Shooting suspect can be forced to take medicine

Published July 28, 2001|Updated Sept. 10, 2005

A man accused of killing two U.S. Capitol Police officers in 1998 can be forcibly medicated to make him mentally competent to stand trial, a federal appeals court ruled Friday.

Russell E. Weston Jr., who has a 20-year history of paranoid schizophrenia, is charged with murder in the deaths of Jacob J. Chestnut and John M. Gibson, who were shot and killed as they manned their posts inside the Capitol July 24, 1998.

For nearly three years, Weston, 44, has refused to take medication to treat his mental illness. His lawyers contend that forcible medication would violate his Fifth Amendment right to due process and violate his right to a fair trial.

Kennedys pay tribute to big issue with little bundle

SAN JUAN, Puerto Rico _ Environmental lawyer Robert F. Kennedy Jr. and his wife have named their newborn son partly after Vieques Island, where Kennedy was arrested for protests against U.S. Navy bombing.

Aidan Caohman Vieques Kennedy, who is less than two weeks old, was born after Kennedy began serving a 30-day sentence for trespassing on U.S. Navy lands in April during protests on the Puerto Rican island.

Kennedy is scheduled for release on Monday.

He signed the birth certificate Thursday after seeing the baby, his wife and five other children at the federal detention center in suburban Guaynabo, said his wife, Mary, who spoke to reporters after the reunion.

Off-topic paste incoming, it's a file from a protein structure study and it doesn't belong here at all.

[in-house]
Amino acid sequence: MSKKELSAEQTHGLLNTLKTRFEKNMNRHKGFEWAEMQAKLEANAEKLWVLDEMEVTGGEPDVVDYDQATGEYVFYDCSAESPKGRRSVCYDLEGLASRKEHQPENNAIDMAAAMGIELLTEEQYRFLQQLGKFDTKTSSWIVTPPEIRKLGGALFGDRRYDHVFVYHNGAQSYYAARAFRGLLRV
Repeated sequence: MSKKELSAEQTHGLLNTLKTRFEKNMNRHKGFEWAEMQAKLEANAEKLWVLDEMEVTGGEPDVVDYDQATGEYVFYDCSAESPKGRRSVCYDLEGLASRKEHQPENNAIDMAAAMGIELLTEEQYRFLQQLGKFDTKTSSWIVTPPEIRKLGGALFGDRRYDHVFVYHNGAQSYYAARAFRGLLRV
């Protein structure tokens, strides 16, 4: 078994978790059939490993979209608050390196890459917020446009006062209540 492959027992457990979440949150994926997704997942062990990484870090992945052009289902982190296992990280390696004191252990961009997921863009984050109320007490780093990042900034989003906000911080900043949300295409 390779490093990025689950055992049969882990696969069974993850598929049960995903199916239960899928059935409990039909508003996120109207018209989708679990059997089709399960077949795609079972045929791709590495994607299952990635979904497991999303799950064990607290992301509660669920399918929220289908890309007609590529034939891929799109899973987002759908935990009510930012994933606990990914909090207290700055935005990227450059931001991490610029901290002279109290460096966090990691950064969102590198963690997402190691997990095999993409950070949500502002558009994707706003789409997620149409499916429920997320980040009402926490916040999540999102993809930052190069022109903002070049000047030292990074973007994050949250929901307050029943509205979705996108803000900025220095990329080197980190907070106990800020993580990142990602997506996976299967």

"I think that when he is older, the child will understand why he has the name of Vieques and how important it is . . . and he'll be proud to be a part of that history," she said, cradling the baby born July 13.

Report reveals spending spree with military credit

WASHINGTON _ Armed with 1.8-million credit cards, Pentagon employees went on a $9-billion shopping spree last year that congressional investigators found was filled with fraud.

Military personnel did personal shopping at Wal-Mart and Home Depot, partied at Hooters and Bottoms Up nightclubs and charged personal items like DVD players, computers and pet supplies to their government cards, according to documents obtained by the Associated Press.

Congress intends to make the materials public at a hearing Monday.

In the past two years alone, there have been more than 500 purchase fraud cases filed involving military credit cards, according to information gathered by Sen. Charles Grassley's office. One bank company has been forced to write off $59-million in fraudulent debts from military cards.